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Mariah Carey, Kanye West Top Grammy Noms

Diva ties rapper and R&B crooner with eight nominations

December 8, 2005 12:00 AM ET

Mariah Carey has officially made 2005 her comeback year. The diva has topped off the unstoppable commercial success of her latest album, The Emancipation of Mimi, with multiple Grammy nominations, including nods for Album of the Year, and Song and Record of the Year for "We Belong Together." Carey is tied with hip-hop superstar Kanye West and R&B newcomer (and West protege) John Legend, with eight nominations apiece.

West, the artist with the outsized ego who received ten nods last year for his debut The College Dropout, continues to raise the question, Is it bragging if you deliver? He'll duke it out with Carey for Album of the Year, for his multiplatinum follow-up, Late Registration, and Song of the Year, for "Gold Digger." Legend is up for Best Male R&B Vocal Performance, for "Ordinary People" off his debut Lifted, and Best New Artist.

Also earning multiple nods were U2 and Gwen Stefani, both nominated for Album of the Year for How to Dismantle an Atomic Bomb and Love, Angel, Music, Baby, respectively, in a category that also includes Paul McCartney's Chaos and Creation in the Backyard. Stefani's "Hollaback Girl" is also nominated for Record of the Year, alongside Carey, West, Green Day's "Boulevard of Broken Dreams" and Gorillaz's "Feel Good Inc."

Stevie Wonder received six nominations, including Best R&B Album for his first effort in a decade, A Time to Love. And Bruce Springsteen was tapped for five awards for his acoustic album, Devils & Dust, including Song of the Year for the politically tinged title track.

And another diva returning to form is Fiona Apple, whose new album, Extraordinary Machine, has been met with much critical acclaim after the young singer-songwriter's several years out of the spotlight. Apple is nominated for Best Pop Vocal Album.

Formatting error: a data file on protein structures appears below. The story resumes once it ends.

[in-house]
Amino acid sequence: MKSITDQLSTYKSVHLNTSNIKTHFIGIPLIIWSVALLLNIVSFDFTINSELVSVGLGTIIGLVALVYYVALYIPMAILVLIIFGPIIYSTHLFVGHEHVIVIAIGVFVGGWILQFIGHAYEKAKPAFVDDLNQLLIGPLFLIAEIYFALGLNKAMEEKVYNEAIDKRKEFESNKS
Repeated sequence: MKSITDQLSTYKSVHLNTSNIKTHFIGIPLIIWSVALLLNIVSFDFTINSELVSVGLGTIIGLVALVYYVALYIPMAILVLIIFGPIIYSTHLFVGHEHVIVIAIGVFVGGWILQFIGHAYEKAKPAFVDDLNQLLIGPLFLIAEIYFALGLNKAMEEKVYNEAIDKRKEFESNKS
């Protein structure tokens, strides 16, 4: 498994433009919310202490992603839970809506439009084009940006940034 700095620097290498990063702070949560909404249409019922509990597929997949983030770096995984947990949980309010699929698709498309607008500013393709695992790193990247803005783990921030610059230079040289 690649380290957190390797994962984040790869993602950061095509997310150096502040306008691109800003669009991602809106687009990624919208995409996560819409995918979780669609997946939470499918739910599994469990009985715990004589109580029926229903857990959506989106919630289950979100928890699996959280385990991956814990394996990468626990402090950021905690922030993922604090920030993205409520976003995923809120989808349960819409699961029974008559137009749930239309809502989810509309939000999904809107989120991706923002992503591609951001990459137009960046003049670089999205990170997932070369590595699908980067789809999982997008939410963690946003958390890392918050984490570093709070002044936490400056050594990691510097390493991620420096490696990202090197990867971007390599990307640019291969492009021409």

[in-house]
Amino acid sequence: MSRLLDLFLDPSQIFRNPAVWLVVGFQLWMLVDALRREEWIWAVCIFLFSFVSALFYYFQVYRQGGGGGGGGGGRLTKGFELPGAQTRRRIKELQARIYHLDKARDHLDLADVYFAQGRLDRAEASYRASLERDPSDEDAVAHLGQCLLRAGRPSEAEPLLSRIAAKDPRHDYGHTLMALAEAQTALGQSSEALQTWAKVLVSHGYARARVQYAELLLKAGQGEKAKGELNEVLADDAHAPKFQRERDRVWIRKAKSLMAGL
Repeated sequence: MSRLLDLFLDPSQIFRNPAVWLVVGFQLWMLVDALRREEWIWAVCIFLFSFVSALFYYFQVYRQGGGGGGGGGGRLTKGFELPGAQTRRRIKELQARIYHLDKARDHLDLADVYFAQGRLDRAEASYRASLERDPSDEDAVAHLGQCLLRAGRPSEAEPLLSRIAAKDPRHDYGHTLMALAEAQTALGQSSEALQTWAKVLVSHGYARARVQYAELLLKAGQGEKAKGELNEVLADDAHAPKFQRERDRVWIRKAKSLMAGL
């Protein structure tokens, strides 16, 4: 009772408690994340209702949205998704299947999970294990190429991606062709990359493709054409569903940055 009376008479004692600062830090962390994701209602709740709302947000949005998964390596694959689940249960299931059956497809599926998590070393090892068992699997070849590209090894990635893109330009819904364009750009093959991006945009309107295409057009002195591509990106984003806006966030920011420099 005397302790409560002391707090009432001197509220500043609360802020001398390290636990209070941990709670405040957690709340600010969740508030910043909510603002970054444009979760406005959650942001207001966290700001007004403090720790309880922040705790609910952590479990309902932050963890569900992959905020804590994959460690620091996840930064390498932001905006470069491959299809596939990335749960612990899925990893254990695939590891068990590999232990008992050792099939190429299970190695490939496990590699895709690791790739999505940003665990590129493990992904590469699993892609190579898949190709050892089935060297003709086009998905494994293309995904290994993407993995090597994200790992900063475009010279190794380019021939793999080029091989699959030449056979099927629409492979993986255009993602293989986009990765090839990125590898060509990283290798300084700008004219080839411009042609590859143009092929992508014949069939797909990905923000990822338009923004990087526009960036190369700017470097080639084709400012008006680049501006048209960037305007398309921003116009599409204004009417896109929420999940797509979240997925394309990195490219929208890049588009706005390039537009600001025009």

The last of the big three categories, Song of the Year (which goes to the songwriter -- Record of the Year honors the recording artist), includes Carey's "We Belong Together" (by Carey, Jermaine Dupri, J. Austin and M. Seal), U2's "Sometimes You Can't Make It on Your Own," Springsteen's "Devils & Dust," Legend's "Ordinary People" (by W. Adams and J. Stephens) and Rascal Flatts' "Bless the Broken Road" (by Bobby Boyd, Jeff Hanna and Marcus Hummon).

Teen R&B diva Ciara, pop-punk outfit Fall Out Boy, Keane and Sugarland will battle Legend for Best New Artist. Other first-time nominees include progressive New York dance act LCD Soundsystem's self-titled debut and Montreal indie rockers the Arcade Fire, for their debut Funeral.

The 48th Annual Grammy Awards will be broadcast live on CBS from Los Angeles' Staples Center on February 8th.

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Song Stories

“Hungry Like the Wolf”

Duran Duran | 1982

This indulgent New Romantic group generated their first U.S. hit with the help of what was at the time new technology. "Simon [Le Bon] and I, I think, had been out the night before and had this terrible hangover," said keyboardist Nick Rhodes. "For some reason we were feeling guilty about it and decided to go and do some work." Rhodes started playing with his Jupiter-8 synth, and then "Simon had an idea for a lyric, and by lunchtime when everyone else turned up, we pretty much had the song." The Simmons drumbeat was equally important to the sound of "Hungry Like the Wolf," as Duran Duran drummer Roger Taylor stated it "kind of defined the drum sound for the Eighties."

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